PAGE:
In 2021 there will be Big Changes Coming to Calculating Jail Time that will Result in More Jail for DUI Defendants | Law Offices KKR

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June 8th, 2021 by

In 2021 there will be Big Changes Coming to Calculating Jail Time that will Result in More Jail for DUI Defendants


The Arizona legislature has made a big change to calculating credit for time served for Arizona DUI defendants.  Per the newly passed statute A.R.S. 28-1446 that goes into effect later this year, a DUI defendant must serve a minimum of 8 hours in jail before they can be given credit for a day served.  This effectively ends the common practice whereby judges gave 1 day credit for every calendar day in jail regardless of how many hours spent in jail.  This is going to result in some major changes to how much actual jail time DUI defendants must serve.


DUI Defendants are Unlikely to Get any Credit for the Night in Jail After their Arrest.

Many jurisdictions routinely place DUI Defendants in a holding cell the night of their arrest.  They are processed, booked, photographed and then typically given a citation and release or see a judge for release conditions.  The whole process takes a few hours.  As DUI Defendants were in “jail” during this process, many Judges will routinely credit a DUI defendant with at least one day of jail served.  Some Judges will give credit for two “days” in jail if the booking process happened to begin on one day but ended on the next.  A.R.S. 28-1446 ends this practice.  The Statute states to receive credit, you must serve at least eight consecutive hours in a single day. Under this new rule, the typical DUI defendant will not spend enough time in custody to meet this 8-hour minimum threshold.  As a result, DUI defendants will have to effectively go back to jail a second time to serve their minimum 8 consecutive hours.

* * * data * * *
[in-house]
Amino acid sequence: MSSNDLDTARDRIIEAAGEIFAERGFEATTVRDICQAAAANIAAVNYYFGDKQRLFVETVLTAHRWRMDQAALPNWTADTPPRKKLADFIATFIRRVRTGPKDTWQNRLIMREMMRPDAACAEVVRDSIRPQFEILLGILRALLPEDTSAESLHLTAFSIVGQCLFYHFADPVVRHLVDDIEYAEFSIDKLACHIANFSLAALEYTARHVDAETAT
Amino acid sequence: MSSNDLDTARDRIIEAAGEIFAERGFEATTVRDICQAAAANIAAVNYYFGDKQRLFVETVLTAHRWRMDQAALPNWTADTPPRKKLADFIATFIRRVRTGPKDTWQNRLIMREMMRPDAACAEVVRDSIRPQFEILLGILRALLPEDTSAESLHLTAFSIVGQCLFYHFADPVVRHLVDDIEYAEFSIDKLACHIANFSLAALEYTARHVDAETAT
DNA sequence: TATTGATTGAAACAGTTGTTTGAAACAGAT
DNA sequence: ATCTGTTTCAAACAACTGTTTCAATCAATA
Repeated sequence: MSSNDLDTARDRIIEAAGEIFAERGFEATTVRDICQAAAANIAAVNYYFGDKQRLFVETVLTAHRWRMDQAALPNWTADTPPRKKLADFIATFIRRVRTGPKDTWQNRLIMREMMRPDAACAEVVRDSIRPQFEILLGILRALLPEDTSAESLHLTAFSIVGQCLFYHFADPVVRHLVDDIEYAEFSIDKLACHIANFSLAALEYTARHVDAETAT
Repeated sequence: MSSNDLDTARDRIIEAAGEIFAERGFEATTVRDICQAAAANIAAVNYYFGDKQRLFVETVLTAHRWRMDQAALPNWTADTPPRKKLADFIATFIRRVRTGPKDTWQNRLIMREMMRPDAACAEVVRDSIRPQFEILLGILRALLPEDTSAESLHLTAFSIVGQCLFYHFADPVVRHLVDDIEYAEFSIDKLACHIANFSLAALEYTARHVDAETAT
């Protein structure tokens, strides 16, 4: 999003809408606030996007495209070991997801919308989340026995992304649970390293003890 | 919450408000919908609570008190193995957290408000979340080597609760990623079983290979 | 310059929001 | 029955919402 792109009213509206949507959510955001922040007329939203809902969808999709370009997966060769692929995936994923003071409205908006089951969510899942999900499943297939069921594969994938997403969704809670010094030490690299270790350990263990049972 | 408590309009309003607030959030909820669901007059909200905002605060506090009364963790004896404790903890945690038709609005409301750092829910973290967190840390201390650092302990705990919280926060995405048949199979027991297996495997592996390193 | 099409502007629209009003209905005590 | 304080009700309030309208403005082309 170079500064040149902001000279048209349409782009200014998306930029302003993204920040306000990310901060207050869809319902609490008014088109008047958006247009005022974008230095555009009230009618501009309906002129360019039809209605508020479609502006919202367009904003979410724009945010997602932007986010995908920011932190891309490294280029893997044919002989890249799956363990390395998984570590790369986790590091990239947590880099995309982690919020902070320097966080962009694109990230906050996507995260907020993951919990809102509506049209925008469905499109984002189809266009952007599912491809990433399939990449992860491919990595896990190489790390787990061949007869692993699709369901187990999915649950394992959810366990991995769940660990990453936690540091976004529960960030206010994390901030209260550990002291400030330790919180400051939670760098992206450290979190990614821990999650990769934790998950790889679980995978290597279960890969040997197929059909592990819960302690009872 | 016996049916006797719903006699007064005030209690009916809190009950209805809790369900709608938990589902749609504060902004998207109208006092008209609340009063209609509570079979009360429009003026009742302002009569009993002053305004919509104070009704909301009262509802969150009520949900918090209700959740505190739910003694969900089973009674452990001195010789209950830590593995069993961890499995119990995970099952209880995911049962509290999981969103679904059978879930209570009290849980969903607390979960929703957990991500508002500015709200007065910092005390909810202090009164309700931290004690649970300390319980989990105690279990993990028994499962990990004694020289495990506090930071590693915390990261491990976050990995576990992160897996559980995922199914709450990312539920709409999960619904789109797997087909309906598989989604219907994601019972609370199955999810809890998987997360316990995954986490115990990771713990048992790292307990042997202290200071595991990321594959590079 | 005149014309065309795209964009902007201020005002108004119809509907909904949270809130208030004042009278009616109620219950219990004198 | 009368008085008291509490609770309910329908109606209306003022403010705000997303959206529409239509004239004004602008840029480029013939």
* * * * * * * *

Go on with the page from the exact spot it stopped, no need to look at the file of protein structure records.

The new 8 consecutive hour minimum requirement will lead to arbitrary and uneven outcomes. 


The new 8 consecutive hour minimum will lead to some unfair outcomes.  Take these three examples.

  • Defendant #1: is arrested for DUI and taken to jail at 4 pm on a Friday.  He gets booked, sees a Judge in the morning, posts bond, and is processed out on Saturday at 8 am.  Defendant #1 served a total of 16 hours but would get credit for 2 days served as he served 8 hours on Friday and 8 hours on Saturday.
  • Defendant #2: is arrested for DUI taken to jail at 4:01 pm. He also gets booked and sees a judge in the morning. Only this time, Defendant #2 has trouble posting bail and has to wait until 5:01 pm on Saturday before he is released.  Defendant #2 spent a total of 25 hours in jail but only gets credit for 1 day due to only serving 7 hours and 59 minutes on Friday and 17 hours and 1 minute on Saturday.
  • Defendant #3:  is arrested at 11 pm and released at 7 am the next day, this Defendant spent 8 consecutive hours in jail but gets no credit for time served, as the 8 hours was spread over two days instead of a single day.


In these examples, 3 defendants who all would have normally received 2 days credit will instead receive anywhere from zero to 2 days depending solely on what time of day they were arrested.  How much jail time someone gets credit for should not turn on arbitrary factors such as how close to midnight the arrest takes place, but unless this law is modified, this is the new reality for calculating DUI jail time.


More Jail Time Means Higher Costs and Backlogs


Judges and prosecutors routinely gave credit for time served as an incentive for DUI Defendants to not fight their charges and plead guilty.  Similarly, jails would often release defendants after an hour or two to avoid the added expenses of feeding prisoners and relieving overcrowding.  Without the benefit of getting credit for time served, a lot more DUI Defendants will have nothing to lose by contesting their charges. This is will further burden an already backlogged Court system with more jury trials, contribute to jail overcrowding, and ultimately, cost the taxpayers more money with no proof this will lower the overall rate of DUI incidents. This money could be better spent on rideshare programs and education to lower DUI rates across the state.  Instead, it will be wasted to inconvenience thousands of DUI offenders.





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